Literary gleanings, by an invalid (F.H. Henslowe).


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Side 13 - caught and kept it as his prey ; His eyes dismount the highest star, He is in little all the sphere. Herbs gladly cure our flesh, because that they Find their acquaintance there. For us the winds do blow, The earth doth rest, heaven move, and fountains How. Nothing we see but means our good, As
Side 11 - and moon Were in the flat sea sunk. And wisdom's self Oft seeks to sweet retired solitude; Where with her beat nurse, contemplation, She plumes her feathers, and lets grow her wings That in the various bustle of resort Were all too ruffled, and sometimes impair'd.
Side 185 - Child. WE live in deeds, not years; in thoughts, not breaths; In feelings, not in figures on a dial. We should count time by heart throbs. He most lives Who thinks most—feels the noblest—acts the
Side 164 - The castled crag of Drachenfels Frowns o'er the wide and winding Rhine, Whose breast of waters broadly swells, Between the banks which bear the vine; And hills all rich with blossom'd trees, And fields which promise corn and wine; And scatter'd cities crowning these,
Side 193 - shake. Though trusted, thou didst not disclaim me, Though parted, it was not to fly, Though watchful, 'twas not to defame me, Nor mute, that the world might belie. Yet I blame not the world, nor despise it, Nor the war of the many with one, If my soul was not fitted to prize it,
Side 177 - art true— Verse that immortalizes whom it sings! But them hast little need; there is a book By seraphs writ, with beams of heavenly light, On which the eyes of God not rarely look, A chronicle of actions, just and bright; There all thy deeds, my faithful Mary, shine, And since thou own'st that praise, I spare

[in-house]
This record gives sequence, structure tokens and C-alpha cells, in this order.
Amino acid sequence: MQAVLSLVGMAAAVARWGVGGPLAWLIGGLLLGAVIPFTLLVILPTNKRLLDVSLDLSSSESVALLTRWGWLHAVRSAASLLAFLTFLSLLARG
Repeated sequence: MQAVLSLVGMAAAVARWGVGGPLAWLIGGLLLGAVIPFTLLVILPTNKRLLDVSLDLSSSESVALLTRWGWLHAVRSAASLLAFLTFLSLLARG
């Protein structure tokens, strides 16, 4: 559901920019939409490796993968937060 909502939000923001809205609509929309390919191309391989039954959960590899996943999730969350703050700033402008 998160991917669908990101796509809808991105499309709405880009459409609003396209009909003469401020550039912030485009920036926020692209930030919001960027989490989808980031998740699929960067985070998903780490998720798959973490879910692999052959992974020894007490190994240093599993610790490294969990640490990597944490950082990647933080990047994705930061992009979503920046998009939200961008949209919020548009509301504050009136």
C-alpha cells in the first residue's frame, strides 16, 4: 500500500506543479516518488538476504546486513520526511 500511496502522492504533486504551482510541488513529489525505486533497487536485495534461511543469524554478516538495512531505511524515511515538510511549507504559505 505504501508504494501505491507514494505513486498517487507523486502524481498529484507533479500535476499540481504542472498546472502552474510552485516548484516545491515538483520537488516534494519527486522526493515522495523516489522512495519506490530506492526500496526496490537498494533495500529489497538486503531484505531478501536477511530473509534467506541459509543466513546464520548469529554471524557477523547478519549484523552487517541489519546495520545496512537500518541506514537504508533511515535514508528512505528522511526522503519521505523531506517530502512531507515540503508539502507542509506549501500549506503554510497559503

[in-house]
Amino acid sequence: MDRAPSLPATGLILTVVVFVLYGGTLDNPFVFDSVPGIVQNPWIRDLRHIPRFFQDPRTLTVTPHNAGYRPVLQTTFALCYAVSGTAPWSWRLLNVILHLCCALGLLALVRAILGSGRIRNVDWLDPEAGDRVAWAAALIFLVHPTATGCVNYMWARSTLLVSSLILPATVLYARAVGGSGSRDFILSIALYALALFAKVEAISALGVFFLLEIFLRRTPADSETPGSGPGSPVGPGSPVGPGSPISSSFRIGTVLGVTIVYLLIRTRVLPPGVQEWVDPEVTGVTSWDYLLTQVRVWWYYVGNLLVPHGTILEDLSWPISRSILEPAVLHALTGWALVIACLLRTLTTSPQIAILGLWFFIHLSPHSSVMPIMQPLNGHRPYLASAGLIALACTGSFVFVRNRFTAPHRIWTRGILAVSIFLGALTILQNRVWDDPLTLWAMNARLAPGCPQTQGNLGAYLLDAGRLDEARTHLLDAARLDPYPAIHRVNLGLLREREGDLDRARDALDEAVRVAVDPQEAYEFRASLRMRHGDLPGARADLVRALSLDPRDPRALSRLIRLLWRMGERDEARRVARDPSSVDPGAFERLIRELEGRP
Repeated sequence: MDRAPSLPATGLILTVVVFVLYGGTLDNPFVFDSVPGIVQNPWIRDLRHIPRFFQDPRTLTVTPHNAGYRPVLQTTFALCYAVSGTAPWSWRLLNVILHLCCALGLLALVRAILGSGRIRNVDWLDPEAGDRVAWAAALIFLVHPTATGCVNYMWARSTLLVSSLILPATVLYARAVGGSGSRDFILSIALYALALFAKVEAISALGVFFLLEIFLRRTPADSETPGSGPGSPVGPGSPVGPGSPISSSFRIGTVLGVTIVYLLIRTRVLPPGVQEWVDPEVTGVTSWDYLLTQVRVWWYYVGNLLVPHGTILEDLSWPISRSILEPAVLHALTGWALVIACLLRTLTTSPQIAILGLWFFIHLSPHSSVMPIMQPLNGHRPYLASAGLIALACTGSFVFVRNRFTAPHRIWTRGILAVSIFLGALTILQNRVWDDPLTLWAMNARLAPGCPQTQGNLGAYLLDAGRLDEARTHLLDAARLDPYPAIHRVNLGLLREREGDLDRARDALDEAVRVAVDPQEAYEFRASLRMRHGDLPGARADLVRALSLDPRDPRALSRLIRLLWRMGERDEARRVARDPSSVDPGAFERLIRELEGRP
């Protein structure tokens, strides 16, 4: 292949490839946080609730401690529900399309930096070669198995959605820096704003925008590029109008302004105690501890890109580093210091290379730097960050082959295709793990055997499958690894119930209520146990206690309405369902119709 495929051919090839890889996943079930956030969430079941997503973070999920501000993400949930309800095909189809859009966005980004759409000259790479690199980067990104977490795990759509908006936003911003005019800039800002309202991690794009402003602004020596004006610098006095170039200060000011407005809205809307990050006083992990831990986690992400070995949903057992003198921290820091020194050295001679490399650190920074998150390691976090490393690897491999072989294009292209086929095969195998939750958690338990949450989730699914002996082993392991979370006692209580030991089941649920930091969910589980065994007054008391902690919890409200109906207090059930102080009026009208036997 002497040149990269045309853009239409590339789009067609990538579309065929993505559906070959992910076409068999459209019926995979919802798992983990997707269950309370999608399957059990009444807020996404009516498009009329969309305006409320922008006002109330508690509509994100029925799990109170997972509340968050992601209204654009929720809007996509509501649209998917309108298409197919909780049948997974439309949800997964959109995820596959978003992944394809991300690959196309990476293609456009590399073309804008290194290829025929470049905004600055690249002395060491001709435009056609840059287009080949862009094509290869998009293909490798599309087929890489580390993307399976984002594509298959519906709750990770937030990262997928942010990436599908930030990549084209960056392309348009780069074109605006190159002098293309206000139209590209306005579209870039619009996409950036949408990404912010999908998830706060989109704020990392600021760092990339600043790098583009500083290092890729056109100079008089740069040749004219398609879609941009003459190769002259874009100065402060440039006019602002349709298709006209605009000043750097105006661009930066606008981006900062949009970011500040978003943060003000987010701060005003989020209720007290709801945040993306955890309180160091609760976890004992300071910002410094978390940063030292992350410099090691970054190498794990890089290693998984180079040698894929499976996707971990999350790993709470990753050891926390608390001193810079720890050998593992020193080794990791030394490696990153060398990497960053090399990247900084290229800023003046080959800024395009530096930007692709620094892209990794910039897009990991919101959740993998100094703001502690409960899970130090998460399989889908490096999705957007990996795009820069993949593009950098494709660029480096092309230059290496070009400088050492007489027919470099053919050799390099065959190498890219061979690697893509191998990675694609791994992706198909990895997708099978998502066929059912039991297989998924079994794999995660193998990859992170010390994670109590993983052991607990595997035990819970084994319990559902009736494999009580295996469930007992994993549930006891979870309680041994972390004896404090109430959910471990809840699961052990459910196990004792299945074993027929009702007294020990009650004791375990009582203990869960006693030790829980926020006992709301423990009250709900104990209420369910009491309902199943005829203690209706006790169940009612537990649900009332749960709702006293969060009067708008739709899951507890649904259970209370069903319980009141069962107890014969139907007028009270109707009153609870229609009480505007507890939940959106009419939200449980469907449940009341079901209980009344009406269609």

Side 77 - In every clime, in every age, Thou charm'st in fancy's idle dream, In reason's philosophic page; That very law which moulds a tear, And bids it trickle from its source— That law preserves the earth a sphere, And guides the planets in their course.
Side 111 - THE mind, which is immortal, makes itself Requital for its good or evil thoughts— Is its own origin of ill and end— And its own place and time—its innate sense, When stripped of this mortality, derives No color from the fleeting things without, But is absorbed in sufferance or joy Born from the knowledge of its own
Side 203 - her, Driving far off each thing of sin and guilt, And in clear dream and solemn vision Tell her of things that no gross ear can hear; Till oft converse with heavenly habitants Begins to cast a beam on th* outward shape, The unpolluted temple of the mind, And turns it by degrees to the soul's essence, Till all be made immortal. Milton.
Side 18 - THE quality of mercy is not strain'd ; It droppeth as the gentle dew from heaven Upon the place beneath ; it is twice bless'd : It blesseth him that gives, and him

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